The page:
I’m in the mood for redefining this blog. Why do I want to write about knitting? Why is sharing free knitting patterns important? Why do I knit? Can knitting be revolutionary, and does it need to be?
According to Chris Hedges [http://americablog.com/2013/12/hedges-pre-revolutionary-society-extremely-dangerous.html], change needs to happen. How? “It’s going to come off the ground, it’s going to come by stepping outside of the mainstream, it’s going to come by articulating a very different vision about how we relate to each other, how we relate to the economic system, and ultimately how we relate to the ecosystem.”
I can accept that definition of the change needed to direct a revolution, and with that definition comes my conviction that art, and knitting in particular, can be revolutionary.
Historically, women sewed directives into quilts made for the Underground Railroad. In literature, women solved murder mysteries by studying a woman’s needlework, inconsistencies being clues…and of course Madame Defarge wreaked revenge on the elite through knitting their names and death sentences into her needlework. In Greek mythology, the Fates spun, measured, and cut thread, symbolizing the creation of lives and the determination of their lengths. We can knit names, messages and slogans in intarsia and lace. The Iraq War saw protesting knitters constructing body count mittens.
During the American Revolution, boycotting British goods led to homespun, handsewn, and handknitted being marks of a patriot. And around the world, peaceful protestors have stood or sat at doorsteps to powerful places knitting. Knitters in Denmark knit a pink cover for a military tank.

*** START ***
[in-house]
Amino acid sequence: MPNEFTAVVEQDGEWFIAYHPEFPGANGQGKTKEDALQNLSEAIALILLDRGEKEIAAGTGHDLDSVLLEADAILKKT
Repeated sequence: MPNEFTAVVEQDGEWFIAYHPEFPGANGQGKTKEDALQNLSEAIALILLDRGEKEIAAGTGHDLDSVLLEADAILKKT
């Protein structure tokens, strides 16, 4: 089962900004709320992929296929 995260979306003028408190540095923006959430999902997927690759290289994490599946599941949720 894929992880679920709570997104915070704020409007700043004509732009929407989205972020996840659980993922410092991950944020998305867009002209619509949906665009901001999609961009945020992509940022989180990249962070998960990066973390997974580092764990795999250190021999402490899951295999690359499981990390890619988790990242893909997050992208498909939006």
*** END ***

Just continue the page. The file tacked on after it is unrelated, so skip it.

Hand crafts have come to define women. In the book The Subversive Stitch: Embroidery and the Making of the Feminine, Rozsika Parker equates the separation of women’s crafts from the fine arts as the beginning of not only marginalizing their work, but their lives as well. Men’s work was more important. I’ve become frustrated when someone close to me asks (repeatedly) “what are you sewing?” and I have to answer, “I’m knitting…” I see now that not even remembering what craft it is I’m practicing seems to trivialize it and, by extension, me. When he observes me knitting and says “ah, I see you’re knitting on my sweater in that beautiful tweed yarn”, I’ll know he appreciates what I do. (Sing that to the tune of “Somewhere Over The Rainbow” and dance around in your ruby slippers while your at it.) I’m working on my own revolution at home…
These may seem like insurmountable odds against being taken seriously while doing “women’s work”. My list of what I did today may be long and leave me exhausted, but if it consists of washing dishes and clothes and babies, vacuuming and sweeping, washing windows, baking bread, cooking dinner, and knitting for charity…it’s not as important or difficult or commendable as driving to work and bringing home a paycheck. Even being someone else’s housekeeper and nanny carries more weight than doing it all at home.
Knitters and other artists who want to be taken seriously often sacrifice some of who they are in order to commercialize and commercialize their art. Quantity becomes as or more important than quality. We knitters are fighting to earn a living against products with brand name tags that have been stripped of any relation to how, where, or why they were produced.
There are a few things we knitters can do to become revolutionaries. Think about the points Hedges made: the movement has to come from the bottom of society, not from politicians, presidents, celebrities, or pulpits. Yes, all are encouraged to participate, but unless there is a GROUNDSWELL, it won’t succeed in creating any meaningful change.